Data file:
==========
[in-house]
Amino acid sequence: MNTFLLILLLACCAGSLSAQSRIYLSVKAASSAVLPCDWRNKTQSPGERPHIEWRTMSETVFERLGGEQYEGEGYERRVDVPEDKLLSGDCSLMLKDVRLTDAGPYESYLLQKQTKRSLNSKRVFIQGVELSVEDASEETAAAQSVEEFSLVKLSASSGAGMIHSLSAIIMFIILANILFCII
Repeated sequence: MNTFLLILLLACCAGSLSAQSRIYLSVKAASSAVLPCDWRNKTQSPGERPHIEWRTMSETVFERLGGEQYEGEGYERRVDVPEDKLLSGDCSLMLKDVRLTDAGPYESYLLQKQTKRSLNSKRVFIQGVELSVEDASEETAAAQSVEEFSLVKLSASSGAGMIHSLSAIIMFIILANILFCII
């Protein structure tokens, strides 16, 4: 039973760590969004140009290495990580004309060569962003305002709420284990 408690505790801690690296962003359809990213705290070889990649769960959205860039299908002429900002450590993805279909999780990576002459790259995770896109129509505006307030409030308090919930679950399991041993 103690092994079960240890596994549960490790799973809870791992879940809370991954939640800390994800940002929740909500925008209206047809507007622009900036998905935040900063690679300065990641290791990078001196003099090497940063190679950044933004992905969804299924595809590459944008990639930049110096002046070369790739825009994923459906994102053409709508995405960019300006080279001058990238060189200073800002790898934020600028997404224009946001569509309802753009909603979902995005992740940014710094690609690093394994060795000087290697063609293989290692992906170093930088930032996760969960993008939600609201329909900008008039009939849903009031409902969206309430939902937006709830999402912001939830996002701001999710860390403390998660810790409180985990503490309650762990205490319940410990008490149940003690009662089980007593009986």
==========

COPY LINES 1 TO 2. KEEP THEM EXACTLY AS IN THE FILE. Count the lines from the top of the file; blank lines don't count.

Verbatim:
[in-house]
Amino acid sequence: MNTFLLILLLACCAGSLSAQSRIYLSVKAASSAVLPCDWRNKTQSPGERPHIEWRTMSETVFERLGGEQYEGEGYERRVDVPEDKLLSGDCSLMLKDVRLTDAGPYESYLLQKQTKRSLNSKRVFIQGVELSVEDASEETAAAQSVEEFSLVKLSASSGAGMIHSLSAIIMFIILANILFCII